09/23/2015 12:42 EDT | Updated 09/23/2016 05:12 EDT

Ontario's Soviet-Era Alcohol Quotas Punish Businesses for Profitability

Péter Gudella via Getty Images

You will soon be able to walk into an Ontario grocery store and be met with the words: "Sorry sir, we've reached our sales quota, you'll have to wait until next year to buy beer."

Words from a Soviet-era dispensary or a modern day grocery store?

This past week the Ontario government began to detail its bizarre guidelines for any grocer willing to take part in the government's new initiative to allow sales of beer and wine in limited stores. The information released so far would lead you to believe the government finally bought the red tape factory.

In May 2015, when the government first announced it was building a program to allow alcohol sales outside of the traditional methods, it was met with a great sigh of relief from consumers, small-scale producers and everyone that enjoys it when the government lifts legislation from Ontario's post-prohibition era. Unfortunately, the government's sales quota means that any grocer selling higher volumes of six-packs (no singles available) will only be able to sell up to a maximum quota or run the risk of additional charges for meeting consumer demand.

While the province recently found themselves in a fairly ridiculous debate with anti-sex education proponents, a move like limiting how and how much alcohol grocers can sell isn't based along moral lines, it's just bad business.

The province has taken some great small steps like the addition of a growler refill station at the Summerhill LCBO in Toronto, but it's still only one of 650 LCBO locations, and roll-out times at other locations are still awaiting announcement. The old adage is two steps forward and one step back. In alcohol law, the Wynne government seems to be clutching it close to their heart with this strange new quota.

To understand how backward Ontario's attempt to control the smallest and strangest of details, you only have to look south to Michigan where any grocer can sell any type of alcohol without interference from the government. The type of system in Michigan promotes increased selection, negotiable pricing for retailers and actually caters to the end customer. Even taking one full step forward would lead to the slightly more liberalized views of Quebec, where there exists such a thing as a craft beer depanneur. Contrast that with Ontario's single craft-focused LCBO at Summerhill and the head scratching continues.

Once the Ontario system of quotas does come into place, it will be nothing short of a lumbering, giant elephant in the room. Expect nothing less than a greater cost to the taxpayer than necessary and retailers having to focus on a problem specifically created for them by those claiming to help. While the findings from Ed Clark's commission earlier in 2015 were, seemingly, embraced by the Liberal government, they have taken them and created a complicated structure that could easily be much simpler. The Control part of LCBO still seems to be hard for any Ontario government to let go, even as it continues to stifle business growth and consumer satisfaction.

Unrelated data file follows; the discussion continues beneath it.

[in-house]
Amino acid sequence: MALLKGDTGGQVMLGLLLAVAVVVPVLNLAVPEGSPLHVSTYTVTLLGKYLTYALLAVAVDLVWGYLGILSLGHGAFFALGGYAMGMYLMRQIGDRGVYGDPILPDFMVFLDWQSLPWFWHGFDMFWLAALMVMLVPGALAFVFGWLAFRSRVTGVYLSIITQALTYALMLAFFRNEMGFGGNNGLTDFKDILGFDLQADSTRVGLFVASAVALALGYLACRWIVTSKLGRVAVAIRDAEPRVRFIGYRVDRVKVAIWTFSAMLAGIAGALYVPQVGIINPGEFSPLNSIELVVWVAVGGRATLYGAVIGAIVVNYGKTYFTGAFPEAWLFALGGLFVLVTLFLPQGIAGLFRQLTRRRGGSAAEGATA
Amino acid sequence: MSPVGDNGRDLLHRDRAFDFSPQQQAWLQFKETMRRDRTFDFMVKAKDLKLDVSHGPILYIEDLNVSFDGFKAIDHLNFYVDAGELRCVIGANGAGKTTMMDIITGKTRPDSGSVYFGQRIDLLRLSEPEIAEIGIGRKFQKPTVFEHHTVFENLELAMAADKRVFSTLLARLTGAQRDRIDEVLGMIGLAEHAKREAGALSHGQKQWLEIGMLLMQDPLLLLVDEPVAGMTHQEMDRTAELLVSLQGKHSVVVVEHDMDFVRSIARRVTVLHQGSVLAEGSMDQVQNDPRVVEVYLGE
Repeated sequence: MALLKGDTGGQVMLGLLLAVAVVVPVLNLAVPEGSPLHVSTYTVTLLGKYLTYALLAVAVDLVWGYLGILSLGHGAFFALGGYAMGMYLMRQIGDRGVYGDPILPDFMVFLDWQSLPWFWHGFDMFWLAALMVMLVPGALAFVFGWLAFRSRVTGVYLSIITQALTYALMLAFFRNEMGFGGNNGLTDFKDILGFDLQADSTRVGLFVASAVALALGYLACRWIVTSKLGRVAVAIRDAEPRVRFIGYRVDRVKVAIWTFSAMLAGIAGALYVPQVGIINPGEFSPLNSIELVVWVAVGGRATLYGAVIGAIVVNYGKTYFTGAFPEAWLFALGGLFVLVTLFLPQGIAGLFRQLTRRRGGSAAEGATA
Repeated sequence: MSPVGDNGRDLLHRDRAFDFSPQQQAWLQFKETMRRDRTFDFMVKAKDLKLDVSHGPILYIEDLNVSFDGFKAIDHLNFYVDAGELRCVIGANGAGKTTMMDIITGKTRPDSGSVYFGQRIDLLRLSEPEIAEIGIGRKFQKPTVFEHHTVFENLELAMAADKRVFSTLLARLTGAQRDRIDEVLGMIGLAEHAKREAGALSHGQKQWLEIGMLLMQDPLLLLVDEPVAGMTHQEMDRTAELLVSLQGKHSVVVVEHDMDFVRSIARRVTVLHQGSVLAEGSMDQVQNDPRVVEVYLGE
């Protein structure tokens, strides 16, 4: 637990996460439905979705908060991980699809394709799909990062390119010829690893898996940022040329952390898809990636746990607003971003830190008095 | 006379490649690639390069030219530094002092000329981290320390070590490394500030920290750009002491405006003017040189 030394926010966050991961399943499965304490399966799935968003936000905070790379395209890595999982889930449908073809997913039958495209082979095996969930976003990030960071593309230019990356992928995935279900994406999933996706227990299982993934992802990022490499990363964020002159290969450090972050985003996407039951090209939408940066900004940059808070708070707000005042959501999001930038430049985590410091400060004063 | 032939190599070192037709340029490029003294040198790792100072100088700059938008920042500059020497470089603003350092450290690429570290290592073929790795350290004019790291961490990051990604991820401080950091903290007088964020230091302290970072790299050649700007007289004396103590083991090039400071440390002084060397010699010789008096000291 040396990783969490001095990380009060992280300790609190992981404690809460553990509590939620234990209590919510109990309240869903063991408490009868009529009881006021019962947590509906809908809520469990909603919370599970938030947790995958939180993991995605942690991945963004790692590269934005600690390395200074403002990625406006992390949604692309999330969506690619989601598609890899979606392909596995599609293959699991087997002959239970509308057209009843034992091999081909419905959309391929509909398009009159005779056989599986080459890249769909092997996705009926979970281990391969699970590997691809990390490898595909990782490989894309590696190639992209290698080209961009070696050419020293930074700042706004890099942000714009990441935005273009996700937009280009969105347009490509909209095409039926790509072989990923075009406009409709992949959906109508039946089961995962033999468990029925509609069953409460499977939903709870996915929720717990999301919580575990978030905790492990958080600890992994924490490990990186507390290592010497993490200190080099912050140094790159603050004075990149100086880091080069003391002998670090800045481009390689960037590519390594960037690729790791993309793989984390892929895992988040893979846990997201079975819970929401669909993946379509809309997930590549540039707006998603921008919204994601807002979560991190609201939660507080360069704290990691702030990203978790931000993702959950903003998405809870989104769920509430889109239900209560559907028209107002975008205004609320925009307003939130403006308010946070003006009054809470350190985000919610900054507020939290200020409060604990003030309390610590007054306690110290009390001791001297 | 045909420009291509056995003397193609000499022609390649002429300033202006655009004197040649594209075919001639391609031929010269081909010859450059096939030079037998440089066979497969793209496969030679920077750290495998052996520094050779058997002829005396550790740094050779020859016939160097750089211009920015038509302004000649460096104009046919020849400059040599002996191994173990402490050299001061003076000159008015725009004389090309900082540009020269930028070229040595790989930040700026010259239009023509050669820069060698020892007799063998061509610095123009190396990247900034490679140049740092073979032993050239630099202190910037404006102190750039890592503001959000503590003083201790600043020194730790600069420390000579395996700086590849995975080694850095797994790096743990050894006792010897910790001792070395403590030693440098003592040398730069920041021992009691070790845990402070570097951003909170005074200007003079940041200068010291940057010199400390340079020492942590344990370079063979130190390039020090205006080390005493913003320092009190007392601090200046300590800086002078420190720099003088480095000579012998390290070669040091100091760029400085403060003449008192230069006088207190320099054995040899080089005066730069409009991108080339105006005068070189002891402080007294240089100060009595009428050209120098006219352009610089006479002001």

There is relief, though, if a grocer decides they want to sell above quota. All they have to do is pay a one per cent penalty on the cost of the beer, according to the Toronto Star.

If this fee ends up being part of the program, the government has found a new way to charge businesses for profitability. Imagine any other industry where the government could charge a fee for meeting customer demand. This isn't just unethical, it's insane to consider that a modern government in a G7 nation is still throwing punches at its residents like they're the ones that screwed up. And even after all that, 24 packs of beer are still only going to be available at the privately held Beer Store chain.

April 1 has come twice in 2015, and the government has fooled everyone from consumers to small craft breweries with this announcement. While it is unlikely to see any grocery stores pulling their beer stock once they've hit the soft maximum limit, there shouldn't be one at all. But in the words of Finance Minister Charles Sousa about this announcement: "They'll be okay". Hopefully for the consumers and producers in Ontario, he meant the constant scratch marks left on Ontarians' heads, too.

Good luck at the grocery store, Ontario, and remember not to cart-rage if someone else grabs the last six-pack for the year.


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